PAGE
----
1. Winter Wonderland - Ka'au Crater Boys
2. Mele Kalikimaka Ia `Oe - Sean Na'auao
3. Santa's Hula - Robi Kahakalau
4. Mele Kalikimaka - Jingle Bells - Troy Fernandez
5. Silent Night - Po La `Ie - Ben Vegas
6. Little Drummer Boy - Ernie Cruz, Jr.
7. Where's the Snow - Ho'onu'a
8. Deck the Halls - Abe Lagrimas, Jr.
9. Hawaiian Santa - Gordon Freitas
10. Here Comes Santa in a Red Canoe - Rodney Bejer
11. O Holy Night - Herb Ohta Jr.
12. What Child is This - Ke Keiki Ali`i - Kawika Kahiapo
13. Christmas Island Medley - Aloha Delire
14. Holiday Hula - Kalei Gamiao
15. Mele Kalikimaka - Hawaiian Waikiki Beach Entertainers NEOS PRODUCTIONS WEB SITE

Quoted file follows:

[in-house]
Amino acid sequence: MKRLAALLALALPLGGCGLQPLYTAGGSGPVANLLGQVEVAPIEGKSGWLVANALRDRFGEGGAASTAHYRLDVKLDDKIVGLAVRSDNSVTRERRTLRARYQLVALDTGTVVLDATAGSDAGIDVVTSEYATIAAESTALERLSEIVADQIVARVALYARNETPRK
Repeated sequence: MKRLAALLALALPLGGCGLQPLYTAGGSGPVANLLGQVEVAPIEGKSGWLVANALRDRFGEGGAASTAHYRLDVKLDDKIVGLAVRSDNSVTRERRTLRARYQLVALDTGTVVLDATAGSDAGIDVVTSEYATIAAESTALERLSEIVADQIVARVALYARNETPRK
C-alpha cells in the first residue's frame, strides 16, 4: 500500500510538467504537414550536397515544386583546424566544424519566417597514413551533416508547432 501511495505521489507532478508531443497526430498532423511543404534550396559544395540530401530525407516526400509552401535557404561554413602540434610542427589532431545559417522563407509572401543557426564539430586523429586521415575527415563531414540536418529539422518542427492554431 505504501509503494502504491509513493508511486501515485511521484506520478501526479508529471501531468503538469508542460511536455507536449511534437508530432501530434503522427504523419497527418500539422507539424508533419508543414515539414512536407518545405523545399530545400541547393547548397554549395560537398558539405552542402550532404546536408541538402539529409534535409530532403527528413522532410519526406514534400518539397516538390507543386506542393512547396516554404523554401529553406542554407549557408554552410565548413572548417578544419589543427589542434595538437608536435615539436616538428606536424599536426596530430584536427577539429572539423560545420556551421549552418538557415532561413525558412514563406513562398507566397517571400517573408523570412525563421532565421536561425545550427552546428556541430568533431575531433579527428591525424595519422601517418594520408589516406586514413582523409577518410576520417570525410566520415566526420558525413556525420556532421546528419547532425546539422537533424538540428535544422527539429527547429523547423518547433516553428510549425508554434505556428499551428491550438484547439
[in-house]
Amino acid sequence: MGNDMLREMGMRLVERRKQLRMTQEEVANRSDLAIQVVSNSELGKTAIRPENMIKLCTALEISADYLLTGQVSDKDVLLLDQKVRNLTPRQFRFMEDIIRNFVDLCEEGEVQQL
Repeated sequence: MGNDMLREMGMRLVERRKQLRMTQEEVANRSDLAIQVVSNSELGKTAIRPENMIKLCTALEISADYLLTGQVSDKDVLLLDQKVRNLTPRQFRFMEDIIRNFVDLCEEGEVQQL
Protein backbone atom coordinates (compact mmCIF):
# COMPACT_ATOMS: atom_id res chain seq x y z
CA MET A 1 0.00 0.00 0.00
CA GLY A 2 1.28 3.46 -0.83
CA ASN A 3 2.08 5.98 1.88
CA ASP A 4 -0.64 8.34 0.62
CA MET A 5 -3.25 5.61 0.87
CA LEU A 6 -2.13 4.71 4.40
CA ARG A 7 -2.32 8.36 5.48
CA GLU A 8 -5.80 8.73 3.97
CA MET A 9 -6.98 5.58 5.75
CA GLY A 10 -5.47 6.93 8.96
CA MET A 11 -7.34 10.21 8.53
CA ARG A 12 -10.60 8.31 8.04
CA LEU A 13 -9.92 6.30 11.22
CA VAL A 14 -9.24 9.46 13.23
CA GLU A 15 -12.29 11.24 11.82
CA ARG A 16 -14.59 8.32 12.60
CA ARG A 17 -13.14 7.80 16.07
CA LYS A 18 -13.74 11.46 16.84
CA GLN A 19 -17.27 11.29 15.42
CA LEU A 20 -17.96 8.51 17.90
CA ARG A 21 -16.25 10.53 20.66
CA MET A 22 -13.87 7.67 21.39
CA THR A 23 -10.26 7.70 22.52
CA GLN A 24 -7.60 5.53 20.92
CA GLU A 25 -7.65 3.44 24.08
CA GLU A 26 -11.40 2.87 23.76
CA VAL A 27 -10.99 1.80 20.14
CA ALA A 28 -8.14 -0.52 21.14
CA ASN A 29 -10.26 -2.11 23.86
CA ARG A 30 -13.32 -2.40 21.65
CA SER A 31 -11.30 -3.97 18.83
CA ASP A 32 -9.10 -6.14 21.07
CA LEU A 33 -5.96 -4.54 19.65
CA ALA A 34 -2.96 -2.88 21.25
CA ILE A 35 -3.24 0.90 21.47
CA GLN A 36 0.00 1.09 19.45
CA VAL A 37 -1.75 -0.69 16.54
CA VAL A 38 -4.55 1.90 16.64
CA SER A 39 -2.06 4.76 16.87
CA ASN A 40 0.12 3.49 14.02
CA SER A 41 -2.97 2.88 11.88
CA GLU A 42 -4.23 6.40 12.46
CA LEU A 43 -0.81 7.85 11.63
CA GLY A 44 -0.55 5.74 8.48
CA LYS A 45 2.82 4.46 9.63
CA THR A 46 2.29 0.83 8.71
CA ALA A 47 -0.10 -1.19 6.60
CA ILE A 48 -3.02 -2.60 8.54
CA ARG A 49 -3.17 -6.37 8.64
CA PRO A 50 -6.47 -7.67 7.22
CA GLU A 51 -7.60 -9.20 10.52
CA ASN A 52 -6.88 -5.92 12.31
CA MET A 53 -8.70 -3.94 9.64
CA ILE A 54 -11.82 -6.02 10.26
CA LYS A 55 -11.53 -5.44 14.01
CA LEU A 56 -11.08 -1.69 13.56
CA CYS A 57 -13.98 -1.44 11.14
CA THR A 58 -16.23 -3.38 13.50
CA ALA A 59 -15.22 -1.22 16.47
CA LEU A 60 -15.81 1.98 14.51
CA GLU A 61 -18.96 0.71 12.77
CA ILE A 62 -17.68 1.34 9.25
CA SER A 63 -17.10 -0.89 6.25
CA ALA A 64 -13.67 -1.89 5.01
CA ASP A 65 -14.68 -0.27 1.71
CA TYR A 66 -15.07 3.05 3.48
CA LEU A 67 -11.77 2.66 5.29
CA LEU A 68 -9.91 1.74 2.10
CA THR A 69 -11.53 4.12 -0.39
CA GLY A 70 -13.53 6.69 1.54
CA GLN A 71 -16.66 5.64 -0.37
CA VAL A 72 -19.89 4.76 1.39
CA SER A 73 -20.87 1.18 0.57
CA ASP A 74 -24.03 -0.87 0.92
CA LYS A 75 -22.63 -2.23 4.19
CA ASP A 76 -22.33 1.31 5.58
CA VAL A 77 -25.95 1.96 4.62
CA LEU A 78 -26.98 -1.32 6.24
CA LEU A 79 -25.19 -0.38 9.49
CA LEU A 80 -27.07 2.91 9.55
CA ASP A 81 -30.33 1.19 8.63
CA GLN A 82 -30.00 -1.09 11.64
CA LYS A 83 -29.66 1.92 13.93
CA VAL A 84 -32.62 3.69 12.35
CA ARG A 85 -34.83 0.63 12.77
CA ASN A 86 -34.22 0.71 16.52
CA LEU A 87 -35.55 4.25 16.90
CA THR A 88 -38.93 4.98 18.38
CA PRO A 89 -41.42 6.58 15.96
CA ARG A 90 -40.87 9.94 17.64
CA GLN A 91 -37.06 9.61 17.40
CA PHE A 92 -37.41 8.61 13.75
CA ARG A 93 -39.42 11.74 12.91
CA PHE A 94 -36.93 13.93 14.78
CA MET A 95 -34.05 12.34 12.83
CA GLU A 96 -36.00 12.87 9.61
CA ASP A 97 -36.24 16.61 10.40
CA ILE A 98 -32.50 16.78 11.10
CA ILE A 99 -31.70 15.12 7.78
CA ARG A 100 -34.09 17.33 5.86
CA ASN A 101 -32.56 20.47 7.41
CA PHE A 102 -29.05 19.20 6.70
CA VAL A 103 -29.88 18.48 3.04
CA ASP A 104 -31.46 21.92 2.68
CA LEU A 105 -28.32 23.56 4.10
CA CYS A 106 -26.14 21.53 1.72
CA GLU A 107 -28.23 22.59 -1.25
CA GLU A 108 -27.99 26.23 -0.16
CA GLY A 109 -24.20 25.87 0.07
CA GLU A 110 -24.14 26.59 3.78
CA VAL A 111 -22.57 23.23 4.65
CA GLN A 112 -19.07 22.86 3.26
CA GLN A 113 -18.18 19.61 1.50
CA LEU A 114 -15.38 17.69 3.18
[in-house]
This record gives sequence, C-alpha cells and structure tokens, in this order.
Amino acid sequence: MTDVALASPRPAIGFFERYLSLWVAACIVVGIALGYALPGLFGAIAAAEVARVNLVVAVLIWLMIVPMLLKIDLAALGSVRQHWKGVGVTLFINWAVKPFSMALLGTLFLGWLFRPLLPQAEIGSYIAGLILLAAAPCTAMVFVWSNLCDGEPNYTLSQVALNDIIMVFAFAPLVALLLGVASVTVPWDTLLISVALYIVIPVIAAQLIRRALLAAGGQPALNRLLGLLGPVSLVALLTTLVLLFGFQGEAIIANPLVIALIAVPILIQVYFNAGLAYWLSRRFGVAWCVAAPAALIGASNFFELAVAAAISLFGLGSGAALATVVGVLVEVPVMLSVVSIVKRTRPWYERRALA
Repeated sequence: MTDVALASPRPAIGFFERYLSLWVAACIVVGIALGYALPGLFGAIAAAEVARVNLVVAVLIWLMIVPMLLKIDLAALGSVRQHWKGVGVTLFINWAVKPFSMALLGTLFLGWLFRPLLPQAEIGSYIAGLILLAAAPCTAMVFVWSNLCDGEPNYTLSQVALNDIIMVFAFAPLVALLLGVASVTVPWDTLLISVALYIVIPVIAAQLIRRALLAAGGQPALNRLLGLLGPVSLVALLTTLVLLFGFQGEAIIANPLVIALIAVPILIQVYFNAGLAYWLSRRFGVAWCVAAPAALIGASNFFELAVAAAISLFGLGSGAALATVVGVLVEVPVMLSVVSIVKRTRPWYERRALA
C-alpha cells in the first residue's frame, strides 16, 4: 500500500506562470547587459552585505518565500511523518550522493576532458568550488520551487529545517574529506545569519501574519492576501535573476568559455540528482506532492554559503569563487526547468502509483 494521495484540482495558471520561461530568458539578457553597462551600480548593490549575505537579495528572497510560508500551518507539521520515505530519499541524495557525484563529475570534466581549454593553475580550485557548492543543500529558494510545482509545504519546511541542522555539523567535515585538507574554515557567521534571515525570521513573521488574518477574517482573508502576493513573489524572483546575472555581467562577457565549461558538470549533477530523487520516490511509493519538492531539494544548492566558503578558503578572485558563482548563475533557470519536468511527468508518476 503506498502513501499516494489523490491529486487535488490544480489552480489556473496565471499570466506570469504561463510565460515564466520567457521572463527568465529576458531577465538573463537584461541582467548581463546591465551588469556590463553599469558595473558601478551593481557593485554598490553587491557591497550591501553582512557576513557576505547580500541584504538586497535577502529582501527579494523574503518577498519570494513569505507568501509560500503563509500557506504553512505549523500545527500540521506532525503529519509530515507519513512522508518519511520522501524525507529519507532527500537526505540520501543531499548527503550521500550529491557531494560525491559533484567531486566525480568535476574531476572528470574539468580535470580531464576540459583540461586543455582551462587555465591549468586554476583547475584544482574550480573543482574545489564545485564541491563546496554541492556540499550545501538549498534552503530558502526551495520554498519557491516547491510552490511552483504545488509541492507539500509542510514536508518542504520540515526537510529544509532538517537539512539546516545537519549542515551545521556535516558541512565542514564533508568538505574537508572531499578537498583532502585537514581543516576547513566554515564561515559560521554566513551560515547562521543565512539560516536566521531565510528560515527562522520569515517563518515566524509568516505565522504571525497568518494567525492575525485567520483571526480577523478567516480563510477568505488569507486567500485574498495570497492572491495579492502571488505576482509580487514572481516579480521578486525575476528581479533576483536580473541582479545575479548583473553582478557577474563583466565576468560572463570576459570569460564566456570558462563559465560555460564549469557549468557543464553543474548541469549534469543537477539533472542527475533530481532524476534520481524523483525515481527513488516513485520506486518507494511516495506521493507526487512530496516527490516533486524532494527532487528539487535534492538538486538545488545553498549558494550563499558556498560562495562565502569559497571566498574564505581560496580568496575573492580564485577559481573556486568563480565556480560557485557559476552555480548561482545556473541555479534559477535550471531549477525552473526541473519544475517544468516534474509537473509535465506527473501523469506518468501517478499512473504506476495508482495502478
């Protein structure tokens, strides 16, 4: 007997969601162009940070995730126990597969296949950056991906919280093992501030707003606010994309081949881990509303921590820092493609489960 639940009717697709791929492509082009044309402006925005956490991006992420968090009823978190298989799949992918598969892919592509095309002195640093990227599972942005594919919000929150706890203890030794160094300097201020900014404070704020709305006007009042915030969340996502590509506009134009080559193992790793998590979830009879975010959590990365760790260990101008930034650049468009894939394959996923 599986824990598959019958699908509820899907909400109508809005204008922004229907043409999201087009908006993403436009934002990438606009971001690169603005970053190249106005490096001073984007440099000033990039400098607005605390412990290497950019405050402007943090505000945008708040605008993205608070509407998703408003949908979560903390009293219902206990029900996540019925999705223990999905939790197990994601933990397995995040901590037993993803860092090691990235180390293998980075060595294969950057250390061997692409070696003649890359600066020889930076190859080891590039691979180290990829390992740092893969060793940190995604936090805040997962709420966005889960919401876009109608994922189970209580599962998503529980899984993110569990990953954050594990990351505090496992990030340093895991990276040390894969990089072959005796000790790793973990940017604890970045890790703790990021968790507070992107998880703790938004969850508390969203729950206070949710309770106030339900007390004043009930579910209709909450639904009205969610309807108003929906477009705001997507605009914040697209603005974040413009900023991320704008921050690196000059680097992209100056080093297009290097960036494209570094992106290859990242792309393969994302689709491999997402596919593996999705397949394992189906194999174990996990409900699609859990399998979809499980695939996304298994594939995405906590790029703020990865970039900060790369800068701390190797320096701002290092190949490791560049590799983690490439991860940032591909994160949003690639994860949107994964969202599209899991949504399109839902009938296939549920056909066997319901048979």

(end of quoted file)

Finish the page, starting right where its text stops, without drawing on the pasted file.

16. I Saw Mommy Kissing Santa Claus - Robert & Tiera Kekaula PURCHASE FROM AMAZON
PURCHASE FROM MELE.COM
I've got a thing for Hawaiian Christmas music. Well, actually, I've got a thing for any Hawaiian music. It's like that soft easy breeze that gently blows over you when you're sunbathing. It's just.........Ahhhhhhhhh. Stress? What's that? We don't need no stinking stress. And here comes that bree......Ahhhhhhhhh. I could just lay here forever. Oh, this is just so.....rela--Ahhhhhhhhhh. Relaxing. You go on ahead. I'll catch up.